(PG notes that the last eBay ad he clipped and pasted at the end of this post offered 300,000+ ebooks in PDF format with “Master Resell Rights” for 99 cents)
Low prices sell more consumer products of every kind. That’s why Amazon sells so much of everything. That’s why Walmart sells so much of everything.
That’s why higher-priced physical retailers who don’t sell primarily to rich people have closed most of their doors during Covid and are unlikely to open them after Covid goes away.
Covid has continued for long enough that, for many people, the changes involved with Covid aren’t all going to reset themselves after everyone is vaccinated.
As an example, the PG’s are likely to continue to order a lot of their groceries online, then drive to the store and have someone put their purchases in their trunk instead of wasting time pushing a cart around the store, making impulse purchases (more of a problem for PG than Mrs. PG), waiting in line to check out, then wheeling a filled grocery cart across a large parking lot, then putting their grocery items into their trunk and driving home to unload the groceries once more. Since PG does most of the grocery lugging, he’s going to opt to touch his purchases once when he takes the groceries out of the trunk to carry them into the house.
If PG had used the grocery pickup service for a couple of weeks then the Covid lockdown had ended, he would be likely to go back to his normal pre-Covid practice of going into the grocery store to shop. After several months of grocery store pickup experience, the pickup service has become his habit.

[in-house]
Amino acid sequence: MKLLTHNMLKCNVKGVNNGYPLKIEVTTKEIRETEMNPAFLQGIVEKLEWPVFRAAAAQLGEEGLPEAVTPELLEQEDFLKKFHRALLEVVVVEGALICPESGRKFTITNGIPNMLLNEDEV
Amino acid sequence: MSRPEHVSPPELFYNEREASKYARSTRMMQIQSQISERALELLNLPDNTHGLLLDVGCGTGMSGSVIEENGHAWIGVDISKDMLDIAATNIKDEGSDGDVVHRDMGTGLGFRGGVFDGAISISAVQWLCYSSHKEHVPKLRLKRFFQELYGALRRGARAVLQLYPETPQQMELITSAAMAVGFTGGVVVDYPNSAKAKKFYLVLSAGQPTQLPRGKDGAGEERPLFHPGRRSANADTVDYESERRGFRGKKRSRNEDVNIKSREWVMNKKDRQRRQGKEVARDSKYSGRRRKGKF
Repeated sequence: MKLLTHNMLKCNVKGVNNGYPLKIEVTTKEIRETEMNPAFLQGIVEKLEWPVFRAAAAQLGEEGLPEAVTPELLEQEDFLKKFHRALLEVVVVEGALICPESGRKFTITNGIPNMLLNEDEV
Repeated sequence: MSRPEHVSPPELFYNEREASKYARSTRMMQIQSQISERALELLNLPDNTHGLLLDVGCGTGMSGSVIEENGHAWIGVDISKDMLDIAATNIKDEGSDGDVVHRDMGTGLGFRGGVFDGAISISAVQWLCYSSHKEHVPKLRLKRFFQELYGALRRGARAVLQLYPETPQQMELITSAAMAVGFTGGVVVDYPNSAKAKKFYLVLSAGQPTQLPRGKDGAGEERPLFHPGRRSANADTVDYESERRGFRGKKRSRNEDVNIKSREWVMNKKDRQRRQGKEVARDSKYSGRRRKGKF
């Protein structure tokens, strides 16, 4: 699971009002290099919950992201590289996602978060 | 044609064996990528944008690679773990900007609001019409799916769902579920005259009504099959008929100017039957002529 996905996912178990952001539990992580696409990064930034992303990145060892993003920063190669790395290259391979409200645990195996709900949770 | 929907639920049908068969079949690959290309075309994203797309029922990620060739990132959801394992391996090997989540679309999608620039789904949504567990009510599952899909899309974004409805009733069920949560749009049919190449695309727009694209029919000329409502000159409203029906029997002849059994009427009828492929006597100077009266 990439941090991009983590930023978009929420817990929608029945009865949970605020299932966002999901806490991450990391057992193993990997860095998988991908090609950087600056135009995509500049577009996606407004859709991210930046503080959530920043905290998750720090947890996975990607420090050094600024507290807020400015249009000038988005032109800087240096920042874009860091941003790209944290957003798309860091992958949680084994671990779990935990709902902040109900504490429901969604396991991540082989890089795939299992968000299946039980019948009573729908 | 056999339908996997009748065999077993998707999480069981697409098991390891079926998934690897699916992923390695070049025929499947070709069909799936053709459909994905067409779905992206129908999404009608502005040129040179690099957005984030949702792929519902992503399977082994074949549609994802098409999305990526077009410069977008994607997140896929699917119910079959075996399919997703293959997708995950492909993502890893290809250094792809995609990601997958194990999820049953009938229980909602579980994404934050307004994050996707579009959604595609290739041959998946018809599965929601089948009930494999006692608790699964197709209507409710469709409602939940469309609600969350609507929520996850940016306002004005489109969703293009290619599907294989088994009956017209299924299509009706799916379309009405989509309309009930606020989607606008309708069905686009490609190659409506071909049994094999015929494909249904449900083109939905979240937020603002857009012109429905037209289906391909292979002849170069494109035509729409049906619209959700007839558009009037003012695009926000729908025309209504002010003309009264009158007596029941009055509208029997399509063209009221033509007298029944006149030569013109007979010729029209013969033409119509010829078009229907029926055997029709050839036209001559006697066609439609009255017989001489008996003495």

There are a lot of readers who have purchased physical books in the past who have experimented with ebooks or have learned that they get a much wider selection of physical books from Amazon at lower prices if they stay in their home rather than follow their habitual behavior of making a mental note to stop by the bookstore the next time they go out shopping.
PG predicts that this going-on-line-to-find-and-purchase-books habit is not going to change after the Covid storm passes. It’s going to be a life-long habit for enough people to change traditional bookselling forever.
Here are some of the eBay used books listings PG found in less than ten minutes:
From Publishing Perspectives:
The annual conference produced by Beijing OpenBook—familiar to our readers for its research in our China bestsellers series—this year has reflected, predictably, on the instability of a unique year.
Titled “Crisis and Changes,” the 2020 report on China’s book market was released in a lengthy broadcast with more than 19,000 viewers at the time and at least 25,000 more following its original airing.
. . . .
(F)or the first time since OpenBook began its tracking in 2001, it saw China’s huge book market take a step back. Growth charts showed a -5.08-percent downturn in 2020, especially striking by comparison to 2019’s rise of 14.4 percent.
. . . .
Our colleague Rainy Liu at OpenBook points out that between 2015 and 2019, the Chinese retail market had been growing at more than 10 percent annually, making the 2020 retreat felt especially sharp.
Echoing what we hear from many of the world markets we cover, online retail channels saw a jump of 7.27 percent in book sales, amounting to 76.7 billion yuan RMB (US$11.8 billion), while physical bookstores experienced a plunge of -33.8 percent.